In a new essay, I examine public company wrongdoing by focusing on securities fraud.
In general, there are two main reasons why companies commit wrongful acts. The first is that managers have incentives to further their own interests. They may steer the corporation towards illegality to preserve their jobs or increase their compensation. Corporate misconduct thus reflects agency costs where an agent (the manager) betrays a principal (the company). The second reason is that public companies typically aim to maximize shareholder wealth. Corporate managers thus decide to sacrifice the interests of stakeholders and society to increase corporate profits because they view that as necessary for the corporation to prosper and even survive.
When corporate misconduct reflects agency costs, enforcement cases against individual executives are much easier to justify. A desire to enrich oneself can provide the basis for establishing fraudulent or criminal intent. In contrast, when a manager violates the law to further corporate policy, a viable case against that individual is often more difficult. It may be unfair to single out executives who contribute only partly to a corporation’s wrongful acts. The costs of establishing such liability may also be significant relative to the benefits.
The question of whether corporate wrongdoing tends to reflect agency costs is thus critical in assessing criticisms that enforcers do not bring enough cases against executives. If there are clear examples of individuals not being held accountable for enriching themselves, then the problem could be explained by factors such as prosecutors’ aversion to risk.
The reality is that managerial decisions reflect a mix of personal and corporate motivations. Executives who are responsible for corporate misconduct may be motivated to maximize their personal stock holdings, but because of the strong corporate incentive to maximize shareholder wealth, there will often be an argument that such wrongdoing was also meant to benefit the corporation. When corporate wrongdoing is meant to bolster financial performance, which increases or maintains a company’s stock price (at least in the short-term), it is difficult to argue that it was primarily a scheme to benefit just a few individuals. Without a distinct motivation to violate the law, it is more difficult for enforcers to establish the intent necessary to bring a compelling case against a manager.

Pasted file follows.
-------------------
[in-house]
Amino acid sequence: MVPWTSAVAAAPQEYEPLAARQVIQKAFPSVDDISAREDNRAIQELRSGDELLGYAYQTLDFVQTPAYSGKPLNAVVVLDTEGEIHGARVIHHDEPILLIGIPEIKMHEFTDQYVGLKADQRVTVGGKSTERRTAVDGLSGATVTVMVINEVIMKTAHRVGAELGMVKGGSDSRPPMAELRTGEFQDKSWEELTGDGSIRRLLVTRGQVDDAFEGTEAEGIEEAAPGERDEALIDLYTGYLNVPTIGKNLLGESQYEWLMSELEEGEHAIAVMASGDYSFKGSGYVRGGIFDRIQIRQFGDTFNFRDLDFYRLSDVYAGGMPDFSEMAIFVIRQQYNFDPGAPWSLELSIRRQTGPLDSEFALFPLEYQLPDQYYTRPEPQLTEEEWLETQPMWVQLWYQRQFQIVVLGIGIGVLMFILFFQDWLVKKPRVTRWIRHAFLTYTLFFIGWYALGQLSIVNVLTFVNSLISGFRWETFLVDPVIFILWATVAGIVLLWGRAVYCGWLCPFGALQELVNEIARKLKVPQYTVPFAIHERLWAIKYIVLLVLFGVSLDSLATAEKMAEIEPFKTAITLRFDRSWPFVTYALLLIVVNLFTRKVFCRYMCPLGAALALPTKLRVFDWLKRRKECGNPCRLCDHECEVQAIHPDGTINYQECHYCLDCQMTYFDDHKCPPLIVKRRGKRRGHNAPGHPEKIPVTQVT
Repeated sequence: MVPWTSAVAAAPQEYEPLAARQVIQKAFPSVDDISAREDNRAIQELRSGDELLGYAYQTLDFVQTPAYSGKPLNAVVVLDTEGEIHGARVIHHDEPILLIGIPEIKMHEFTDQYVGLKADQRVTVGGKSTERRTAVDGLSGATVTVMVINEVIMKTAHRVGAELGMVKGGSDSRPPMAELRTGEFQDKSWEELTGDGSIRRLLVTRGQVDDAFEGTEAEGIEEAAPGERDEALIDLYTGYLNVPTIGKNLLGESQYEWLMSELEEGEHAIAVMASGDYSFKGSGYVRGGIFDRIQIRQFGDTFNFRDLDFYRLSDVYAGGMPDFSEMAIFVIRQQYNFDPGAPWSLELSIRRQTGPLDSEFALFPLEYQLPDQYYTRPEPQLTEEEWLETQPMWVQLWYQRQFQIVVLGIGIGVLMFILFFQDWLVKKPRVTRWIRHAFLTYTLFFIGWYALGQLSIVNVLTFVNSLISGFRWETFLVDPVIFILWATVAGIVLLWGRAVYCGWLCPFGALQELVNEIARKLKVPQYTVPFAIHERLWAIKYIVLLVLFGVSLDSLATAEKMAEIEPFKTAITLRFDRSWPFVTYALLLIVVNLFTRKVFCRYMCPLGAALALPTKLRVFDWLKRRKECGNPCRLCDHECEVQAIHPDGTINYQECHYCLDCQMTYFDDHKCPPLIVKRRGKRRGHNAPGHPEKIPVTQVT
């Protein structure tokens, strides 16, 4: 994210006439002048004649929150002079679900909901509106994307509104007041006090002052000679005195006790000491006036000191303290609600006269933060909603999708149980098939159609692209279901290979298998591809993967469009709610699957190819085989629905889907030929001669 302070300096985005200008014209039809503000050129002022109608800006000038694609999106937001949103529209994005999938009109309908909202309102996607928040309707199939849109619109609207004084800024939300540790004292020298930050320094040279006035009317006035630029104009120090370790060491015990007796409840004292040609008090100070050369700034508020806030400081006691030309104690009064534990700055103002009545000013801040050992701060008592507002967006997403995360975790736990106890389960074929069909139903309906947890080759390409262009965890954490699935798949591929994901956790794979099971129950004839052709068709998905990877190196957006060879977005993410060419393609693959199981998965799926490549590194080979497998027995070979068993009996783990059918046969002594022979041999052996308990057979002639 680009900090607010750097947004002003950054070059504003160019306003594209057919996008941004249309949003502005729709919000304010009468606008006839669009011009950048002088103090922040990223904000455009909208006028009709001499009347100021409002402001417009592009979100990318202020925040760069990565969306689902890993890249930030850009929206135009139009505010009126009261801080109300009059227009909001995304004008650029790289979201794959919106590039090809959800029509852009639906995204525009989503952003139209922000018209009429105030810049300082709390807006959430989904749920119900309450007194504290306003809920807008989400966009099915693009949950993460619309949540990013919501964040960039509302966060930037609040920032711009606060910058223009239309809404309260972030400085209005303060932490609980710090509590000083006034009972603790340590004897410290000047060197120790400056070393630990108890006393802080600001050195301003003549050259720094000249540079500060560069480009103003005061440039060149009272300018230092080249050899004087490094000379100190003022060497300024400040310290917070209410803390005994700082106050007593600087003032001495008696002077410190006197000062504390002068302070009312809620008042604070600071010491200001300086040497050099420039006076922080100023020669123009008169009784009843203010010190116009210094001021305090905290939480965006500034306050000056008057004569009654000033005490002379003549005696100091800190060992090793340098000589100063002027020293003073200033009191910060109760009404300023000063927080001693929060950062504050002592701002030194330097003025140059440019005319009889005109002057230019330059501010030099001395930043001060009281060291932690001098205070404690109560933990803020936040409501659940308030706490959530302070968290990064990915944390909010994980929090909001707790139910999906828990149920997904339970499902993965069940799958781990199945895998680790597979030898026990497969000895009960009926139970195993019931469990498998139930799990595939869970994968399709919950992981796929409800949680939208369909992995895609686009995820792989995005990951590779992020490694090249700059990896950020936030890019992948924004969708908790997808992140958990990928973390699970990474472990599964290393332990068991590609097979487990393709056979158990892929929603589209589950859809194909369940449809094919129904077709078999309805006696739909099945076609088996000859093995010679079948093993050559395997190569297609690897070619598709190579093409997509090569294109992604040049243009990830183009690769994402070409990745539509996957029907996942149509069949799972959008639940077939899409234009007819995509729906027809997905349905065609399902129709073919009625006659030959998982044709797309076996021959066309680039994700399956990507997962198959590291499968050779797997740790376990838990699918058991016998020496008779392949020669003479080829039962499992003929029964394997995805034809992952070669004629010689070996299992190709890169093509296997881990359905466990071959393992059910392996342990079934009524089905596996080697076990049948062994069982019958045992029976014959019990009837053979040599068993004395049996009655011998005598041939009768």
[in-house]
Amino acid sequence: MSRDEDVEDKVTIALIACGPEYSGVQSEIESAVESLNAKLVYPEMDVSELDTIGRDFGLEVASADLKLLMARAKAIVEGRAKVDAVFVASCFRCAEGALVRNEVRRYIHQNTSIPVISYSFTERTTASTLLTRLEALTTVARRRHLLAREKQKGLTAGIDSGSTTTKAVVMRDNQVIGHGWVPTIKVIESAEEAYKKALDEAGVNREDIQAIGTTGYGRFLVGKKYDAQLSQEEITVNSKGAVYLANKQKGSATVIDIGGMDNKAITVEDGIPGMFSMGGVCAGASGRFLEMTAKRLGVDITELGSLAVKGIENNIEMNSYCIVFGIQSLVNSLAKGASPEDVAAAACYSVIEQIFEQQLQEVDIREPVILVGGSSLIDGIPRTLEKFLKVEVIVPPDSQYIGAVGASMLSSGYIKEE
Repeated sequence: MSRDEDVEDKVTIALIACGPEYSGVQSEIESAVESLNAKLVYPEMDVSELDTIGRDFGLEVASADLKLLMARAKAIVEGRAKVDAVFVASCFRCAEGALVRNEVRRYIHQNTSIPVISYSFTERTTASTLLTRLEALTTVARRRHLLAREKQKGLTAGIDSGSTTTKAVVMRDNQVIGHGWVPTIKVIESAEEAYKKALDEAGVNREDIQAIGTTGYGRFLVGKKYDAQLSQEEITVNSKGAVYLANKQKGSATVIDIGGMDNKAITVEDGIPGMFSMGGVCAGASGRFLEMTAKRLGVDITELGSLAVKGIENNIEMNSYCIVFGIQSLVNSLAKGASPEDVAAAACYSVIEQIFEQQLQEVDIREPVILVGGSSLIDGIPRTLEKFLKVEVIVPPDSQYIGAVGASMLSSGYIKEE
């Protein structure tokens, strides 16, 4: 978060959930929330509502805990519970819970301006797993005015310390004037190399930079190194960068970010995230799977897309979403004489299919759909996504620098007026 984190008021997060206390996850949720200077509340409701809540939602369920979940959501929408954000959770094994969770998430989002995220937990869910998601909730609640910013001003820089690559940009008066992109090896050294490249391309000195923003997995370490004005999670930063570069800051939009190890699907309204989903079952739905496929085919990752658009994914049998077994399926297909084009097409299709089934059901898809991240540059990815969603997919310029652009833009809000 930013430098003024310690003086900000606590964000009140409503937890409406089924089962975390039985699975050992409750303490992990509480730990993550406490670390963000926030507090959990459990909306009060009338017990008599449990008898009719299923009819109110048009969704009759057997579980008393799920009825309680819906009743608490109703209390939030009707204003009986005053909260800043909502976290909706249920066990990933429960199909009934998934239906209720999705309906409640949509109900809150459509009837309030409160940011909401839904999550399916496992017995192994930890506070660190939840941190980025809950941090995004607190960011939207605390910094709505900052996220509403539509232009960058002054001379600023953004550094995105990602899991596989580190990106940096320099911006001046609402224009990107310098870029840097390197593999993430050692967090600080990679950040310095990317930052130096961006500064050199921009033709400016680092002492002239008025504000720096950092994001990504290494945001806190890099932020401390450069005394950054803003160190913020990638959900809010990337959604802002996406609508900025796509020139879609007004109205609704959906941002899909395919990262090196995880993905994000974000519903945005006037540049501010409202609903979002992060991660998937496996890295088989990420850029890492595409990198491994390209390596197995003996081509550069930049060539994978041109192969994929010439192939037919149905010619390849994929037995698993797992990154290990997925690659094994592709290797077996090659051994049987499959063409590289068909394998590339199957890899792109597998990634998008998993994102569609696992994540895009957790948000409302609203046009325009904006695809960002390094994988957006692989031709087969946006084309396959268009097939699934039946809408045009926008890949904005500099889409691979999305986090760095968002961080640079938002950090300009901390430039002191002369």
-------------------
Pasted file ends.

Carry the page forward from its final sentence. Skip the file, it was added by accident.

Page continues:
As for securities fraud, corporations can deceive investors by issuing misleading disclosures relating to their financial performance or condition. Hundreds of allegations of such fraud are filed against U.S. corporations each year, typically asserting claims under SEC Rule 10b-5. One view of securities fraud is that it mainly reflects the agency-costs view of corporate wrongdoing. Managers inflate the stock price to increase the value of their own holdings so they can sell them before the market learns the truth.
But securities fraud emerged even before managers were paid mostly in stock. While allegations were prominent in the 1990s that a material misrepresentation permitted managers to benefit through insider trading, that theory has not always been dominant and is no longer prevalent. Securities fraud is a complex problem that cannot be addressed solely by targeting executive compensation policies. It is a broader structural problem that threatens most public corporations that are pressured to maximize shareholder wealth.
There are high-profile cases of securities fraud that can be tied to the incentive of individual executives to inflate the company’s stock price. But there are also many cases where there are no such allegations. Because drafting disclosure documents and financial statements necessarily involves groups of employees, it may be unfair to hold just one or two executives responsible for a material misstatement in such disclosures. Even when a particular fraudulent misstatement can be linked to a high-level executive, absent evidence of deceptive intent, it can be difficult to justify imposing strong sanctions on that executive.
In some ways, shareholders want corporate managers to take risks that may trigger allegations of corporate misconduct. Because a significant percentage of the public holds stock, many of us are complicit in a system that tends to sacrifice other corporate stakeholders to generate profits. There is no easy solution to the problem of corporate misconduct because it rests on a system that encourages efficiency, growth, and innovation. Addressing problems like securities fraud requires relying on a diverse range of measured efforts by enforcers as well as ex ante regulation.
This post comes to us from Professor James J. Park at UCLA Schools of Law. It is based on his recent essay, “Shareholder Wealth Maximization and Securities Fraud,” available here.